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There can be many reasons for a slowdown in SQL Server. We use the following three key symptoms to start diagnosing problems:


·         Resource bottlenecks:


a) CPU

b) Memory

c) I/O bottlenecks

+ network issues.

·        tempdb bottlenecks:


what is a tempdb? The tempdb system database is a global resource that is available to all users connected to the instance of SQL Server.

Because there is only one tempdb for each SQL Server instance, it can be a performance and a disk space bottleneck. An application can overload tempdb through excessive DDL or DML operations and by taking too much space. This can cause unrelated applications running on the server to slow down or fail.

·         A slow-running user query:


The performance of an existing query might regress, or a new query might appear to be taking longer than expected. There can be many reasons for this. For example:

__MCE_ITEM__· Changes in statistical information can lead to a poor query plan for an existing query.

__MCE_ITEM__· Missing indexes can force table scans and slow down the query.

__MCE_ITEM__· An application can slow down due to blocking even if resource utilization is normal.

__MCE_ITEM__· Excessive blocking can be due to poor application or schema design or the choice of an improper isolation level for the transaction.

The causes of these symptoms are not necessarily independent of each other. The poor choice of a query plan can tax system resources and cause an overall slowdown of the workload. So, if a large table is missing a useful index, or if the query optimizer decides not to use it, the query can slow down; these conditions also put heavy pressure on the I/O subsystem to read the unnecessary data pages and on the memory (buffer pool) to store these pages in the cache. Similarly, excessive recompilation of a frequently-run query can put pressure on the CPU.

Possible bottleneck area

Effects on the server

Memory usage

Insufficient memory allocated or available to Microsoft SQL Server degrades performance. Data must be read from the disk rather than directly from the data cache. Microsoft Windows operating systems perform excessive paging by swapping data to and from the disk as the pages are needed.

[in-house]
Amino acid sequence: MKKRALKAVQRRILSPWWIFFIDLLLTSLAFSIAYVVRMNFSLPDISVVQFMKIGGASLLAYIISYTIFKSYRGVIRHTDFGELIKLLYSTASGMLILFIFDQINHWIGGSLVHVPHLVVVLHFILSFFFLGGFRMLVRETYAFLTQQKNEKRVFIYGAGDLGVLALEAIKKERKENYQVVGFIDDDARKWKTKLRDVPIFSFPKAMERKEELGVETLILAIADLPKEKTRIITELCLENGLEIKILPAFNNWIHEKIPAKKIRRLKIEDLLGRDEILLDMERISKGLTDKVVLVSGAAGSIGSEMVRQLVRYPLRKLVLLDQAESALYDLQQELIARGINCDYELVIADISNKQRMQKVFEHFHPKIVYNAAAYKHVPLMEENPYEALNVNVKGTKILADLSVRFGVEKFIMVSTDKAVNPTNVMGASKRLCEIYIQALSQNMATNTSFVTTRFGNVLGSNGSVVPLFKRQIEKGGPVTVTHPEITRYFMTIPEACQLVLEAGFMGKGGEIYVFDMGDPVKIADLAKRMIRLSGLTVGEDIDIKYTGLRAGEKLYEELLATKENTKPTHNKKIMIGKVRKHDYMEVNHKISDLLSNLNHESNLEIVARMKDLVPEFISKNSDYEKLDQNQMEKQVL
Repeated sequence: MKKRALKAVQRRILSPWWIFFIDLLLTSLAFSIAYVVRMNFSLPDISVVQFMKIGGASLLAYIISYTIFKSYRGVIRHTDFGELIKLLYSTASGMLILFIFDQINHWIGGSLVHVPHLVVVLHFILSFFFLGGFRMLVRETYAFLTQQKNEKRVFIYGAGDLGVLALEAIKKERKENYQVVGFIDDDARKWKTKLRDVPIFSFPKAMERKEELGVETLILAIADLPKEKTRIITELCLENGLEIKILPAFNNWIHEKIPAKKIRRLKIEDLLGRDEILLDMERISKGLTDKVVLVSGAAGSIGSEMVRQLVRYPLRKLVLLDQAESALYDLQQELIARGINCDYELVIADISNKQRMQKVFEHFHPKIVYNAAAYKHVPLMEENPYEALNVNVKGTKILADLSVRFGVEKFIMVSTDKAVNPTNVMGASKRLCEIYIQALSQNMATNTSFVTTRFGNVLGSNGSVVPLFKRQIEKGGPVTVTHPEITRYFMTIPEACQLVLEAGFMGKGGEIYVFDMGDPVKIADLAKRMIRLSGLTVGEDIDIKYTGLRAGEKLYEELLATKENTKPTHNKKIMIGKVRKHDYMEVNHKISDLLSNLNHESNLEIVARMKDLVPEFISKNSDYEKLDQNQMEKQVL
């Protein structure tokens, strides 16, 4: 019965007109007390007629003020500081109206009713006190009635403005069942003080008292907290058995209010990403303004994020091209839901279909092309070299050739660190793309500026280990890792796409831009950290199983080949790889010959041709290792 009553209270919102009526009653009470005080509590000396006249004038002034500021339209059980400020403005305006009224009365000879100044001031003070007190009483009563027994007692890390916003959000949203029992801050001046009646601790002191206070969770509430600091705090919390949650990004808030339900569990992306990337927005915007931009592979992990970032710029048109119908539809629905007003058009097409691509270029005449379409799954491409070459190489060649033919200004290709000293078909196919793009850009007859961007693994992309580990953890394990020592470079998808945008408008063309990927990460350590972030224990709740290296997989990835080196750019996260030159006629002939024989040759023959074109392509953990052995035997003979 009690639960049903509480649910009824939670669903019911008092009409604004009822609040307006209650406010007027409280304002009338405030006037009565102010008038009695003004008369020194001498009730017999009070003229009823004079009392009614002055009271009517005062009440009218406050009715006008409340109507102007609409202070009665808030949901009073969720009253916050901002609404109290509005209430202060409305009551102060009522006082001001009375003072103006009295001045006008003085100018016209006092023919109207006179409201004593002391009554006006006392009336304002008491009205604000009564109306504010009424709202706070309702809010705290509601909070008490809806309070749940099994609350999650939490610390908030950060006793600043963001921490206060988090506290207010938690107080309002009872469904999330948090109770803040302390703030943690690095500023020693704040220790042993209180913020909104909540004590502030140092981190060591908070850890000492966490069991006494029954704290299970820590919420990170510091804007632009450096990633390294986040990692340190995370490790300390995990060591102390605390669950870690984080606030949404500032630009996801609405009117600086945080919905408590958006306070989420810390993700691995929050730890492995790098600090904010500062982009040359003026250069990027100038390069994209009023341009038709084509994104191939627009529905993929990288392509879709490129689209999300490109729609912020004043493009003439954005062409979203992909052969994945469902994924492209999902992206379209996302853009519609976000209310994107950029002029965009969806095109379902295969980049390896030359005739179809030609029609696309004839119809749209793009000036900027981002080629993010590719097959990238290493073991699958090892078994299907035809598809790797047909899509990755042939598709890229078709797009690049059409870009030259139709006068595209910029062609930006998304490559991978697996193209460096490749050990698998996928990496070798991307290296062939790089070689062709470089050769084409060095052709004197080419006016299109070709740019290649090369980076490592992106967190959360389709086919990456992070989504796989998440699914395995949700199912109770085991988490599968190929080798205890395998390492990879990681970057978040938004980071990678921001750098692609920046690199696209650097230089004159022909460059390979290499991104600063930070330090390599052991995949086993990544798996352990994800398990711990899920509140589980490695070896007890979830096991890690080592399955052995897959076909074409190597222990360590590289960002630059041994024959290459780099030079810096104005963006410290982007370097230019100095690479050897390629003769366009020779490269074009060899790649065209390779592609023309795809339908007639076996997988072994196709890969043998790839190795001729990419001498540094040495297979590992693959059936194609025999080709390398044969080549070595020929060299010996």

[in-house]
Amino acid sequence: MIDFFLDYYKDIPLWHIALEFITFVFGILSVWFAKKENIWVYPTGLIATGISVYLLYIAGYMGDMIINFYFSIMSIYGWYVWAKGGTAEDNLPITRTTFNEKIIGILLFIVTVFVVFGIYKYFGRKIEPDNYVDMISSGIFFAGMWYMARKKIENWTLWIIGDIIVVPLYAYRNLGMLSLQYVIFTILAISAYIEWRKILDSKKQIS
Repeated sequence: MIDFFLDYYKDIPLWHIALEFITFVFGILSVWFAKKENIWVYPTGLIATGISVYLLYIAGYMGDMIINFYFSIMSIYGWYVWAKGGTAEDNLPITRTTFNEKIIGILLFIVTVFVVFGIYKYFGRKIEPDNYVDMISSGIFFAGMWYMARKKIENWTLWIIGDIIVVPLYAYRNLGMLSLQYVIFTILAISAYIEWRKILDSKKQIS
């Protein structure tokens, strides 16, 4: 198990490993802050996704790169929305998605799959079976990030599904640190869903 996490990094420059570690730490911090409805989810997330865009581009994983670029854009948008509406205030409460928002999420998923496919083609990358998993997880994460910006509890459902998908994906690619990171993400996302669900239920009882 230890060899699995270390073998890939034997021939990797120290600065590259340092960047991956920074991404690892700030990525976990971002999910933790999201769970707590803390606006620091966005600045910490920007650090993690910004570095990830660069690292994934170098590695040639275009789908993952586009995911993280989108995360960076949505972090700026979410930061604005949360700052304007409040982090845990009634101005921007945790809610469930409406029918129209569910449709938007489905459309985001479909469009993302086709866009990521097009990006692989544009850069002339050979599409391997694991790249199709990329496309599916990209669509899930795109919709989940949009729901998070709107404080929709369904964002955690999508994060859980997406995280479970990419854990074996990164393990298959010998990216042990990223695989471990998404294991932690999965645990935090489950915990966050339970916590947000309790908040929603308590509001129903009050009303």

CPU utilization

A chronically high CPU utilization rate may indicate that Transact-SQL queries need to be tuned or that a CPU upgrade is needed.

Disk input/output (I/O)

Transact-SQL queries can be tuned to reduce unnecessary I/O; for example, by employing indexes.

User connections

Too many users may be accessing the server simultaneously causing performance degradation.

Blocking locks

Incorrectly designed applications can cause locks and hamper concurrency, thus causing longer response times and lower transaction throughput rates.

More information:

http://www.sqlserverspecialists.com/2013/06/reasons-for-slowdown-in-sql-server.html

http://www.mssqltips.com/sqlservertip/2316/how-to-identify-sql-server-cpu-bottlenecks

http://sqlserverplanet.com/troubleshooting/sql-server-slowness

http://support.microsoft.com/kb/298475

http://msdn.microsoft.com/en-us/library/cc966540.aspx

http://www.sqlperformance.com/2013/05/io-subsystem/cpu-troubleshooting

Regards,

Marcelo Silva Santos

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2 Comments

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  1. Kennedy T

    You Can Use MS-SQL Activity Monitor. to find the expensive Query. Blockage & etc and fine tune those using them….

    Rgds

    Kennedy

    (0) 

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